8 Feb 2019

Rise in meth admissions strains mental health service in Waikato

7:53 am on 8 February 2019

Methamphetamine-related admissions to mental health services in Waikato have more than doubled in the last five years.

A file photo of a patient in a hospital bed with an IV drip in the arm

Photo: 123RF

Figures obtained by RNZ show there were 40 admissions to Waikato Hospital's Adult Mental Health Facility for methamphetamine use in 2014 - that now stands at 98.

Police, doctors and researchers report the region is awash with the drug and services are struggling to cope.

Hamilton police sergeant Aimee McKenna said the drug was a major driver of crime in the region, and throughout the rest of the country.

Family harm incidents, burglaries and violent offending tended to stem from methamphetamine, or took place against a background of the drug, she said.

The government is currently on a drive to recruit 1800 additional police officers to bolster numbers nationwide.

As part of that, Ms McKenna said Waikato had been allocated 120 extra staff to cope with the workload.

"These staff are going to go into frontline organised crime and precision policing teams for the Waikato," she said.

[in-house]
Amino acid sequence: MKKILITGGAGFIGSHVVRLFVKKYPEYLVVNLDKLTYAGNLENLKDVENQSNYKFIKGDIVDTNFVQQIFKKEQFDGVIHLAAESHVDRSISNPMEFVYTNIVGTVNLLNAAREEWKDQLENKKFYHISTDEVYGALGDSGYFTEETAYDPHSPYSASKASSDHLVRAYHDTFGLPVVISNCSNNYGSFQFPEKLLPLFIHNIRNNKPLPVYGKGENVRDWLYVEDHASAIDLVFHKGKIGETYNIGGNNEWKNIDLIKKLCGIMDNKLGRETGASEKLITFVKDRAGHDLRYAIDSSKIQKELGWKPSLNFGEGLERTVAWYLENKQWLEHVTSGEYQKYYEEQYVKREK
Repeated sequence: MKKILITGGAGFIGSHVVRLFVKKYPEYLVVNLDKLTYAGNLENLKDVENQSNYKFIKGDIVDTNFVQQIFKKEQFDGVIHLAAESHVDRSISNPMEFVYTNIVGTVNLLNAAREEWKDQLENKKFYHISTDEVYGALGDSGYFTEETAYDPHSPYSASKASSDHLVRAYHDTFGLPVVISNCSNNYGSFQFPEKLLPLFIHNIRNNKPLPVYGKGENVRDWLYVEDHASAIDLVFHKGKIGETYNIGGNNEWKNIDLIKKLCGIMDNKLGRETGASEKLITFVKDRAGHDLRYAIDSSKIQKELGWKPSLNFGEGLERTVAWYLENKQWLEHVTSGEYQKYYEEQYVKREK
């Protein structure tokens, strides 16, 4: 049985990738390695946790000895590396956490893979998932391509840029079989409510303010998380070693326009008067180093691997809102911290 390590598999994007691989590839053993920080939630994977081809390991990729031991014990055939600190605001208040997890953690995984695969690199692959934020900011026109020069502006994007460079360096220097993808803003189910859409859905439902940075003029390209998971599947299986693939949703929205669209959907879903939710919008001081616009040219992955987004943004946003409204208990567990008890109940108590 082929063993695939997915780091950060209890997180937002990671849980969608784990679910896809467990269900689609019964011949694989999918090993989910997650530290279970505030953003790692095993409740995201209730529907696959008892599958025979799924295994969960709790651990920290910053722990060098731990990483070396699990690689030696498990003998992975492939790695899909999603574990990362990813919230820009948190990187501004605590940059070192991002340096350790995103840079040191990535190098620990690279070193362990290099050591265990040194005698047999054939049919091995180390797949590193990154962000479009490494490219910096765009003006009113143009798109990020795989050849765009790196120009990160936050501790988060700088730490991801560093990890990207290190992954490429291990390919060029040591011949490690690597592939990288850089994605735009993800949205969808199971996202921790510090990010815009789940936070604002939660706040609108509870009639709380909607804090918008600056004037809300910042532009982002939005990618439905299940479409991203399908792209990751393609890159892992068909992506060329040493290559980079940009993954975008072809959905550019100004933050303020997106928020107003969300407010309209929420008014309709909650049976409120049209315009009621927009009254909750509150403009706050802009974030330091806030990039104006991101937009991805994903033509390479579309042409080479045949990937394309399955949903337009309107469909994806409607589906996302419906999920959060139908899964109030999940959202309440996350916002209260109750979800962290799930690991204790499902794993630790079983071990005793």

"Basically it's just to hold offenders to account who are fuelling drug-related harm."

Waikato District Health Board addiction services clinical director Tejpal Singh said methamphetamine was placing a huge strain on staff and resources.

He said the problem appeared to be getting worse as the price of methamphetamine decreased and the availability increased.

Dr Singh said the drug, which could be smoked, injected or snorted, could lead to users contracting HIV and Hepatitis C from dirty needles.

He said if things did not improve, the DHB was going to struggle.

"If it increases even further then we do need more resources, we do need more beds for detoxing people."

Massey University associate professor of drug research Chris Wilkins said the methamphetamine market was in good health.

He said the trade was booming in rural towns, because that is where domestic suppliers set up shop to hide from police.

Dr Wilkins said research suggested that in some rural towns, meth was easier to get than cannabis - which showed how strong the market had become.

The Auckland DHB and Waitemata DHB both reported slight increases in methamphetamine admissions, rising by 13 and 25 respectively.

Other DHBs approached by RNZ said they did not report in a way that would identify methamphetamine as a reason for admission.

Last year, as part of the government inquiry into mental health, New Zealanders demanded action to reduce the damage from meth, because it was tearing families apart.

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